0 – Strategic DefinitionThe strategic definition is a newphase recently introduced into the RIBA plan of works in order to ensure thatthe clients business case; to ensure that the project takes into account theclients mission, objectives and overall vision of a project. This stage acts asthe foundation which must be correct and concise in order to allow the rest ofthe stages to work and be relevant. 1 – Preparation & BriefThis stage will involve all ofthe necessary components such as creating project risk assessments, -identifying potential risks both financially and in ways which could affect theproject in the future. An important risk to consider would be planning risk, aswithout planning permission, a project may stop dead in its tracks as workswould not be able to commence. 2 – Concept DesignThis stage usually commencesafter a project brief has been created and also when feasibility studies andoptions appraisals have been carried out.
During this stage, the consultationteam will develop a number of documentation, some of which include the costplan, the design concept, planning strategies, buildability and constructionlogistics and so on. Nearing the end of this stage, the consultation team willcreate a concept design report for the client while also putting forward aplanning permission request which will state the basic outlines of theconstruction project before the detailed plan is created. 3 – Developed DesignThe developed design stage is thestage where the developed design, outline specifications, building servicessystems, cost information and so on are prepared. Landscape designs andplanning permissions will also be made at this stage and may involve input fromspecialist sub-contractors and suppliers. 4 – Technical DesignThis stage can be broken downinto smaller stages which can be extremely helpful in establishing milestones,submitting progress reports, client gateways, and making payments. Technicaldesign usually take place after the detailed design has been completed butbefore the construction project is tendered or before construction begins.Technical design can involve the order of particular tasks to ensure that theycan be completed efficiently and without any issues.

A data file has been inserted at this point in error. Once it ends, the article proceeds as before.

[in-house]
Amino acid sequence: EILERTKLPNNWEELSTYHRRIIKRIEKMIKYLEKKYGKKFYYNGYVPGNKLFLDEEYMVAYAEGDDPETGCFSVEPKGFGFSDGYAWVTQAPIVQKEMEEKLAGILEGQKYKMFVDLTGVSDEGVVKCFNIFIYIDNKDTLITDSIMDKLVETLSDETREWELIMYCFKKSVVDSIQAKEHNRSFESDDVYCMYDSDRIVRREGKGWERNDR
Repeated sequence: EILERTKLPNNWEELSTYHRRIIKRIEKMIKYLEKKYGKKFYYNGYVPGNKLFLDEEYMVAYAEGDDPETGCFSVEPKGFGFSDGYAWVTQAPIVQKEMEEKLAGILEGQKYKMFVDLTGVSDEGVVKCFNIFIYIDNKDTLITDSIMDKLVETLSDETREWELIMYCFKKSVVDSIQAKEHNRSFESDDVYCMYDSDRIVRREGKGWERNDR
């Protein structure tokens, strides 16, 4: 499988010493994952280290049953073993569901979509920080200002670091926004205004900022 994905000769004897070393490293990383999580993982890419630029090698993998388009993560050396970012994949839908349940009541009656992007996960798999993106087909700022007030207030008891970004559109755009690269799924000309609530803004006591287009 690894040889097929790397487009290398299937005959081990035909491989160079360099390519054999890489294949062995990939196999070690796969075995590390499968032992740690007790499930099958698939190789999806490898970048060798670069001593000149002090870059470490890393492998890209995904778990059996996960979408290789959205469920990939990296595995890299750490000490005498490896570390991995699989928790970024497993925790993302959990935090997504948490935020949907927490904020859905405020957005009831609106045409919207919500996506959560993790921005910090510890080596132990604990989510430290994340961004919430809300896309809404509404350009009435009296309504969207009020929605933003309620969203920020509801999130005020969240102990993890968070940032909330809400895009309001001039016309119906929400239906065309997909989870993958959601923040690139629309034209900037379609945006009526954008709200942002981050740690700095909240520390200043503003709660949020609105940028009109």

An example of this wouldbe installing the ceiling before installing the lighting. Obviously without aceiling it would not be possible for lighting to be installed. This is why thisstage is crucial in ensuring that the project flows without any problems. 5 – ConstructionThis stage of RIBA is where the construction of the projectactually commences. Construction both on and offsite will commence inaccordance to the previous stages designs and details. 6 – Handover & CloseoutHandover and closeout is where the finally works have beencompleted and the project is now complete. This is where the completed projectis handed over to the client and the certification of practical completionwould usually last for around 6-12 months during which defects would be rectified,so the final certificate can be issued. This stage can be described as’occupation and defects liability period’.
7 – In UseThis stage describes the post occupancy of the project andthe post project review of the project. It is the stage where the buildingwould be in full use for its intended purpose.